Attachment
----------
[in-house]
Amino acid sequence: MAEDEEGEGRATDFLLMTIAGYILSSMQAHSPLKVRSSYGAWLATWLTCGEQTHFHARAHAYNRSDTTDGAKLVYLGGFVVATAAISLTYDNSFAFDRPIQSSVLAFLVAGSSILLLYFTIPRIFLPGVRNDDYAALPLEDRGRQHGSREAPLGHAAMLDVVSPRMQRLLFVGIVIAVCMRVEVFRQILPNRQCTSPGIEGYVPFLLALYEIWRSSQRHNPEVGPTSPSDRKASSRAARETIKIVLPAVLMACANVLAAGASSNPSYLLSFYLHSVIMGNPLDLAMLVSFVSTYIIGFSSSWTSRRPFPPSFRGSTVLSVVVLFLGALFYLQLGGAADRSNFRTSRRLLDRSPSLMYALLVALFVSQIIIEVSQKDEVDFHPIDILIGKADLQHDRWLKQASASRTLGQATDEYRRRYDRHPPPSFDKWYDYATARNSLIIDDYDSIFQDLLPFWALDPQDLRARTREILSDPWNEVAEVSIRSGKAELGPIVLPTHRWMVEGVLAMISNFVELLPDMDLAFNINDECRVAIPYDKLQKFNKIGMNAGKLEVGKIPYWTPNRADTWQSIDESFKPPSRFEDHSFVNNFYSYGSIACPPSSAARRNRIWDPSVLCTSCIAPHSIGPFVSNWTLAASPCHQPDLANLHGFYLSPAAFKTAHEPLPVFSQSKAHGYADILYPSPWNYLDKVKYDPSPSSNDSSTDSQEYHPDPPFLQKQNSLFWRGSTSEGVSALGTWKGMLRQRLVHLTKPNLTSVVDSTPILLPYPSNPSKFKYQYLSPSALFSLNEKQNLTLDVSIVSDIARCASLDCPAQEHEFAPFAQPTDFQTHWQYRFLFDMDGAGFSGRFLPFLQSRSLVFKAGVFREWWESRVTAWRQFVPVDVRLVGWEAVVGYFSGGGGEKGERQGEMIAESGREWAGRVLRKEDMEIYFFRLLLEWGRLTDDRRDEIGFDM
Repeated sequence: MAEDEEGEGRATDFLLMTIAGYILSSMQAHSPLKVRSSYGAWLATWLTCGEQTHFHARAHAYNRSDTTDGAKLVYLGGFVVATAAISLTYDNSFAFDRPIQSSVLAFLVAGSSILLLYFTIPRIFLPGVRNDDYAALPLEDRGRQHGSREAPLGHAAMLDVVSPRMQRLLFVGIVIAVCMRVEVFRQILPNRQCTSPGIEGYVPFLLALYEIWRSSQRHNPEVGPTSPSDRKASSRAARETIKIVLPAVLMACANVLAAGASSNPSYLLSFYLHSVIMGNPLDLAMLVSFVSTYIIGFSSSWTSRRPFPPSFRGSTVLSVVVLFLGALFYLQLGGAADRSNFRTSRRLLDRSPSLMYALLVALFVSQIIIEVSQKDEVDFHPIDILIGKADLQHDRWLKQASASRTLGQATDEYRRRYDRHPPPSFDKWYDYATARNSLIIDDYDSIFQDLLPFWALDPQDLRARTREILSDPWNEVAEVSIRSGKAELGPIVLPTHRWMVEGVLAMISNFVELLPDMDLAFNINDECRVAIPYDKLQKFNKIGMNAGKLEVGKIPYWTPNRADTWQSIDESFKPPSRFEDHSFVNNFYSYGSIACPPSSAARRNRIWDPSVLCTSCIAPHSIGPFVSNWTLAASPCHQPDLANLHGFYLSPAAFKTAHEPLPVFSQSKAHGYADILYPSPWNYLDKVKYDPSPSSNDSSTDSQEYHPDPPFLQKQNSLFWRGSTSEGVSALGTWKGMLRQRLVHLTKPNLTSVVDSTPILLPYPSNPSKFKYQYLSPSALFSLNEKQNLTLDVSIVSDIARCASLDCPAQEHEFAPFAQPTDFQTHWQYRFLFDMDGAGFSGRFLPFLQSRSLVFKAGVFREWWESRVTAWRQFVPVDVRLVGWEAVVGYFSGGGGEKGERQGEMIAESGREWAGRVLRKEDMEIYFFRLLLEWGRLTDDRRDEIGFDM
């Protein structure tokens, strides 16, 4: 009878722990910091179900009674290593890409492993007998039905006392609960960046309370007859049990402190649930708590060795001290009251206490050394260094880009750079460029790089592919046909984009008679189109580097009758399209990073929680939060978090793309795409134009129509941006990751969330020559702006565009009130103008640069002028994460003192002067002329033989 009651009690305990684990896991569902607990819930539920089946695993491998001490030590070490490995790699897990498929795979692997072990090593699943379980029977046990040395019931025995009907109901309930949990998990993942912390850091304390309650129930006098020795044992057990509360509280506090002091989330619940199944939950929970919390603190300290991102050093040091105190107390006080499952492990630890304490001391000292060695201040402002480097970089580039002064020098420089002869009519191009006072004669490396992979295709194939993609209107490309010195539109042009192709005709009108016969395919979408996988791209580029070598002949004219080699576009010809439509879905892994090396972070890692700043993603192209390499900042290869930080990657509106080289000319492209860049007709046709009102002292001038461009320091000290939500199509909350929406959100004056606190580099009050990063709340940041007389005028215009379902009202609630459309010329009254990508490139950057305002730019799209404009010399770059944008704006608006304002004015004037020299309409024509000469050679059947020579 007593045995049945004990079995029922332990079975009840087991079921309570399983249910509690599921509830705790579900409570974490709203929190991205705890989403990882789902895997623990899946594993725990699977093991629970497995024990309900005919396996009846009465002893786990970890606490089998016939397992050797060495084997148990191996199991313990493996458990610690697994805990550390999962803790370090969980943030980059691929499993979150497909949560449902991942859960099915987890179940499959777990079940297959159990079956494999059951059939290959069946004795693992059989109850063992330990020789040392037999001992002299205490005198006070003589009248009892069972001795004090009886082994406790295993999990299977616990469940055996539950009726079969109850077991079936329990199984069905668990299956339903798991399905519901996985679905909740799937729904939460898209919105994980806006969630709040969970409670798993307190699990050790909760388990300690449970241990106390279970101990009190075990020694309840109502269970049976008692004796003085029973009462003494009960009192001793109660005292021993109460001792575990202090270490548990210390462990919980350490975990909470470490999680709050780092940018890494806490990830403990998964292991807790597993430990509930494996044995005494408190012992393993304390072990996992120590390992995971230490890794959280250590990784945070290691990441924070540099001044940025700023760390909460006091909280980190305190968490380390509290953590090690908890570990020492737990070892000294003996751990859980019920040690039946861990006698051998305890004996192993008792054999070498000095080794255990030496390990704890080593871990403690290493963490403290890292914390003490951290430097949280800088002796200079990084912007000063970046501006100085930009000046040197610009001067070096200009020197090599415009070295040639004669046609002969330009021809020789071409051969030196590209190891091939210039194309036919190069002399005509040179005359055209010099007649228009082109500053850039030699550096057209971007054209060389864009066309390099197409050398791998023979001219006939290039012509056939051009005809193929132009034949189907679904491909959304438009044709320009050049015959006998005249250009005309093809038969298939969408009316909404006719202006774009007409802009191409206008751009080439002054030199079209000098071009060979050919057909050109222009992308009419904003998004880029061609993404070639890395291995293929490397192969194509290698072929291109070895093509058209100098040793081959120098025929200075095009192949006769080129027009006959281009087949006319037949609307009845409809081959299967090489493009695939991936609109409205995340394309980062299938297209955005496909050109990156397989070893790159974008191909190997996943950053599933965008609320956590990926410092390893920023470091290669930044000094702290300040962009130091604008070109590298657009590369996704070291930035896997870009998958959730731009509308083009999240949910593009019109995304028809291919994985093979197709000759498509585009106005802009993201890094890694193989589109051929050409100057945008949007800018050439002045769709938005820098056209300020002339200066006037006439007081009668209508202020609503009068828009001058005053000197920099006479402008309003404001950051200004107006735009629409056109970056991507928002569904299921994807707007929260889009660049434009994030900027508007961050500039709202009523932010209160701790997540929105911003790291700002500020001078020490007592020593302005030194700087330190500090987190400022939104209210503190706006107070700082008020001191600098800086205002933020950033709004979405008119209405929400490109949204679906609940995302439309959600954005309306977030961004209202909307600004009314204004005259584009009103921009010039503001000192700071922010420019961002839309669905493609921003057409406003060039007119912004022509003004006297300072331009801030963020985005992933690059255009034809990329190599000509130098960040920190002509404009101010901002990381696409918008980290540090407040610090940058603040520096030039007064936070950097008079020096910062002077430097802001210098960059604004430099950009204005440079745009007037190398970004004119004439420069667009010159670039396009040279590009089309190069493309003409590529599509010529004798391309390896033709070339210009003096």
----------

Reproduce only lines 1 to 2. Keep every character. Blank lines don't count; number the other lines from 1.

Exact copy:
[in-house]
Amino acid sequence: MAEDEEGEGRATDFLLMTIAGYILSSMQAHSPLKVRSSYGAWLATWLTCGEQTHFHARAHAYNRSDTTDGAKLVYLGGFVVATAAISLTYDNSFAFDRPIQSSVLAFLVAGSSILLLYFTIPRIFLPGVRNDDYAALPLEDRGRQHGSREAPLGHAAMLDVVSPRMQRLLFVGIVIAVCMRVEVFRQILPNRQCTSPGIEGYVPFLLALYEIWRSSQRHNPEVGPTSPSDRKASSRAARETIKIVLPAVLMACANVLAAGASSNPSYLLSFYLHSVIMGNPLDLAMLVSFVSTYIIGFSSSWTSRRPFPPSFRGSTVLSVVVLFLGALFYLQLGGAADRSNFRTSRRLLDRSPSLMYALLVALFVSQIIIEVSQKDEVDFHPIDILIGKADLQHDRWLKQASASRTLGQATDEYRRRYDRHPPPSFDKWYDYATARNSLIIDDYDSIFQDLLPFWALDPQDLRARTREILSDPWNEVAEVSIRSGKAELGPIVLPTHRWMVEGVLAMISNFVELLPDMDLAFNINDECRVAIPYDKLQKFNKIGMNAGKLEVGKIPYWTPNRADTWQSIDESFKPPSRFEDHSFVNNFYSYGSIACPPSSAARRNRIWDPSVLCTSCIAPHSIGPFVSNWTLAASPCHQPDLANLHGFYLSPAAFKTAHEPLPVFSQSKAHGYADILYPSPWNYLDKVKYDPSPSSNDSSTDSQEYHPDPPFLQKQNSLFWRGSTSEGVSALGTWKGMLRQRLVHLTKPNLTSVVDSTPILLPYPSNPSKFKYQYLSPSALFSLNEKQNLTLDVSIVSDIARCASLDCPAQEHEFAPFAQPTDFQTHWQYRFLFDMDGAGFSGRFLPFLQSRSLVFKAGVFREWWESRVTAWRQFVPVDVRLVGWEAVVGYFSGGGGEKGERQGEMIAESGREWAGRVLRKEDMEIYFFRLLLEWGRLTDDRRDEIGFDM